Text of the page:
Her introduction on this back-door route was a huge success. Drivers could turn up for any given sailing and be virtually guaranteed of a space on the ferry unlike previously when many would see the Canna arrive and depart two or more times before finally being able to board. This new development meant that day trips to Mull from places such as Fort William and beyond were now possible, as were day trips to Inverness for the islanders, provided they were prepared for a full day out.

Picture: SoC Crew
Arriving at Fishnish, Mull


The former Cumbrae ferry lasted on the Lochaline crossing for a further decade before she began to leave vehicles behind. Previously, at busy periods such as the Mull Rally weekend, she would be assisted by the Coll or one of the other Island Class ships, however by 1997 it was clear that she needed replacing with an altogether larger ferry.

 

Picture: SoC Crew
Covering on the Kyles of Bute crossing

Her replacement duly arrived on the scene in July 1997 in the shape of the Loch Alainn, capable of taking 24 cars on her wide car deck. The Isle of Cumbrae was soon found alternative employment however, and in a matter of days she was to be found in the Kyles of Bute having replaced Loch Riddon on the short crossing from Colintraive to Rhubodach on Bute. Here too she brought an increase in the number of cars that could be accommodated on each crossing her predecessor taking a maximum of 12 on the three minutes sailing. She did of course end up venturing back to her original route from time to time on relief duties or at peak periods (either Loch Linnhe or Loch Riddon would switch places with her).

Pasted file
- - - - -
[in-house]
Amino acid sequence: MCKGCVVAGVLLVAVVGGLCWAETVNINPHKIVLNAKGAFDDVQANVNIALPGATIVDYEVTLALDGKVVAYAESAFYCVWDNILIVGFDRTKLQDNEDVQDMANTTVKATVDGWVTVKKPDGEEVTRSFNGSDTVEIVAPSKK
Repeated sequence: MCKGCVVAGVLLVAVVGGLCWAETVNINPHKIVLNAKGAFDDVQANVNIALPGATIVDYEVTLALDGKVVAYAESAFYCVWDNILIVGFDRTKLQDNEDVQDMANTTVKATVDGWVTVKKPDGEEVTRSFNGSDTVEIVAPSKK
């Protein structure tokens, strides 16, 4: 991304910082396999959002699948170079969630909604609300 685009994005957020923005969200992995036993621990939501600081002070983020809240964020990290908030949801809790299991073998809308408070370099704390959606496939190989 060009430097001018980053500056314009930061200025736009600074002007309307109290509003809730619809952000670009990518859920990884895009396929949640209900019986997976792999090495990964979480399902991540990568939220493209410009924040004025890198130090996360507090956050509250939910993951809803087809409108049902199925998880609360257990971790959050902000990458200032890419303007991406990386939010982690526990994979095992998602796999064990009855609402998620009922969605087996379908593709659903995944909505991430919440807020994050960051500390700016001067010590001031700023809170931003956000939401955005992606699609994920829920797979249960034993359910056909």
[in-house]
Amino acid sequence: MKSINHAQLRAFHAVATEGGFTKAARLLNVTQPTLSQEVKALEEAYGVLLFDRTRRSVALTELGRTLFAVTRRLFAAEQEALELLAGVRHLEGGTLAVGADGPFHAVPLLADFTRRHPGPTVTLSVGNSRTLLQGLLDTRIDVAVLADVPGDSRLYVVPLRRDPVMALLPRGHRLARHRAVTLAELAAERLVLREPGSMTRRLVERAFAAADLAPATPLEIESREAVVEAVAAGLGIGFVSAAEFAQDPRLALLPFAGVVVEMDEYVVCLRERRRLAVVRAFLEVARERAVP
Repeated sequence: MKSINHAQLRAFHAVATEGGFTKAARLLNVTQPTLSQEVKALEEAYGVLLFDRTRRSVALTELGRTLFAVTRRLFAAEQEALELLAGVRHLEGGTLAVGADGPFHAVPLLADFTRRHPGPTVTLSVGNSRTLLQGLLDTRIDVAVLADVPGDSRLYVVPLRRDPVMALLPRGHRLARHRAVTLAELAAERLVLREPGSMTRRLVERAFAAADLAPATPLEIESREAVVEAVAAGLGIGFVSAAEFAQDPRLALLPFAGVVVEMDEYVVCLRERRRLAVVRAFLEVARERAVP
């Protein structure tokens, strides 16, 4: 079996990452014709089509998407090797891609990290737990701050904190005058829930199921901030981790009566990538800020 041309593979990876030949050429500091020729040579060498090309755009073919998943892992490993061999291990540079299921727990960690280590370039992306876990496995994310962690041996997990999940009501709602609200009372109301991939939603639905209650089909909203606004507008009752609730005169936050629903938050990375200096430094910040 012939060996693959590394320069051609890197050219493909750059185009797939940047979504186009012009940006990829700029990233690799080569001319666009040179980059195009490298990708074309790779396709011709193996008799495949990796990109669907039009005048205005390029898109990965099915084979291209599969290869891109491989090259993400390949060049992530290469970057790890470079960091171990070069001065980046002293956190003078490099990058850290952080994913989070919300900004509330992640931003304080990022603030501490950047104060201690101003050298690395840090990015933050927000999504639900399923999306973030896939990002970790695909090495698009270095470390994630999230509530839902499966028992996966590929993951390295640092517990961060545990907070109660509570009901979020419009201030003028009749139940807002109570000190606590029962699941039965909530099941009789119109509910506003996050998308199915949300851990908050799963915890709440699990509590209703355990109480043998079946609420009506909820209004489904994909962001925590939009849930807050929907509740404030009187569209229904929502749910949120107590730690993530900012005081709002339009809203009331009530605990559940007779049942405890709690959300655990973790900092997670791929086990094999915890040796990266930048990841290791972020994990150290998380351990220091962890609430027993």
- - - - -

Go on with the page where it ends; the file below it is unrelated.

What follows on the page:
Her period on the Kyles of Bute was relatively short though. She remained there for the 1998 season whilst a new pier was constructed at Colintraive and was subsequently replaced by the much larger Loch Dunvegan in early 1999. Following this latest displacement, the Isle of Cumbrae was transferred to the now year-round Tarbert Portavadie route across Loch Fyne, although she was only on this for the duration of the summer timetable. Winter would see her take up a relief role, covering on the Colintraive and Lochaline crossings for the larger Loch Dunvegan and Loch Fyne respectively.

Picture: SoC Crew
On her current summer role pictured in Loch Fyne

Picture: SoC Crew
Changing over with Loch Riddon on Arran
Picture: SoC Crew
Leaving Oban while covering for Eigg

Her new role as summer vessel on the increasingly popular service across Loch Fyne has been a success so much so that whereas in previous winters a smaller vessel (such as Loch Riddon) has kept the route open, this winter (2004/05) saw the 18-car Loch Tarbert taking over for the first few weeks of the winter timetable. Indeed the Isle of Cumbrae herself has seen a bit more variety in recent years, taking relief roles on the Cumbrae, Lismore, Lochaline and Kilchoan crossings. It seems that although she is approaching 30 years in service, with her larger vehicle capacity than the smaller Loch Class, there is still very much a place for
Isle of Cumbrae in the current fleet.

Text thanks to SoC Crew (C)